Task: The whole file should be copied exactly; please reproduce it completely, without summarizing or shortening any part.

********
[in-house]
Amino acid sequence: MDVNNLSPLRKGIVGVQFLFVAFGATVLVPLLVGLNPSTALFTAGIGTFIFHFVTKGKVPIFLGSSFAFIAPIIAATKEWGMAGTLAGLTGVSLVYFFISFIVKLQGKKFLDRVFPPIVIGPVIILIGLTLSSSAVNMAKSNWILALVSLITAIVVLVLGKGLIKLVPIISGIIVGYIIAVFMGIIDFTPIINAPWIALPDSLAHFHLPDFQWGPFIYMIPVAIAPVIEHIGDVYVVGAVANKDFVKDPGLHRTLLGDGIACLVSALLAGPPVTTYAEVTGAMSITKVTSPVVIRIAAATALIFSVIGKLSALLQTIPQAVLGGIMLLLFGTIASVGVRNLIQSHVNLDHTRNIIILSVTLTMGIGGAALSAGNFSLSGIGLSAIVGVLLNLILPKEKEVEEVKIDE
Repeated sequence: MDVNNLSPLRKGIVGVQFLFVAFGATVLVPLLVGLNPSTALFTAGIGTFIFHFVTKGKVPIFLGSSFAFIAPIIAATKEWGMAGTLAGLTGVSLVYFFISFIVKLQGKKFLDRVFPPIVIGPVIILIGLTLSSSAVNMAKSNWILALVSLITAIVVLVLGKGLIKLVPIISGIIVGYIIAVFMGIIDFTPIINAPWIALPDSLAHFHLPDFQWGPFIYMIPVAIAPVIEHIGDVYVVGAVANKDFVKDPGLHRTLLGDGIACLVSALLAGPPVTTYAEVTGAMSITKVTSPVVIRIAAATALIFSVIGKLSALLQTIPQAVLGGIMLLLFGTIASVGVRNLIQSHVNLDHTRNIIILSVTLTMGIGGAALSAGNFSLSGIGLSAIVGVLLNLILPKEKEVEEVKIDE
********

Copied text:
[in-house]
Amino acid sequence: MDVNNLSPLRKGIVGVQFLFVAFGATVLVPLLVGLNPSTALFTAGIGTFIFHFVTKGKVPIFLGSSFAFIAPIIAATKEWGMAGTLAGLTGVSLVYFFISFIVKLQGKKFLDRVFPPIVIGPVIILIGLTLSSSAVNMAKSNWILALVSLITAIVVLVLGKGLIKLVPIISGIIVGYIIAVFMGIIDFTPIINAPWIALPDSLAHFHLPDFQWGPFIYMIPVAIAPVIEHIGDVYVVGAVANKDFVKDPGLHRTLLGDGIACLVSALLAGPPVTTYAEVTGAMSITKVTSPVVIRIAAATALIFSVIGKLSALLQTIPQAVLGGIMLLLFGTIASVGVRNLIQSHVNLDHTRNIIILSVTLTMGIGGAALSAGNFSLSGIGLSAIVGVLLNLILPKEKEVEEVKIDE
Repeated sequence: MDVNNLSPLRKGIVGVQFLFVAFGATVLVPLLVGLNPSTALFTAGIGTFIFHFVTKGKVPIFLGSSFAFIAPIIAATKEWGMAGTLAGLTGVSLVYFFISFIVKLQGKKFLDRVFPPIVIGPVIILIGLTLSSSAVNMAKSNWILALVSLITAIVVLVLGKGLIKLVPIISGIIVGYIIAVFMGIIDFTPIINAPWIALPDSLAHFHLPDFQWGPFIYMIPVAIAPVIEHIGDVYVVGAVANKDFVKDPGLHRTLLGDGIACLVSALLAGPPVTTYAEVTGAMSITKVTSPVVIRIAAATALIFSVIGKLSALLQTIPQAVLGGIMLLLFGTIASVGVRNLIQSHVNLDHTRNIIILSVTLTMGIGGAALSAGNFSLSGIGLSAIVGVLLNLILPKEKEVEEVKIDE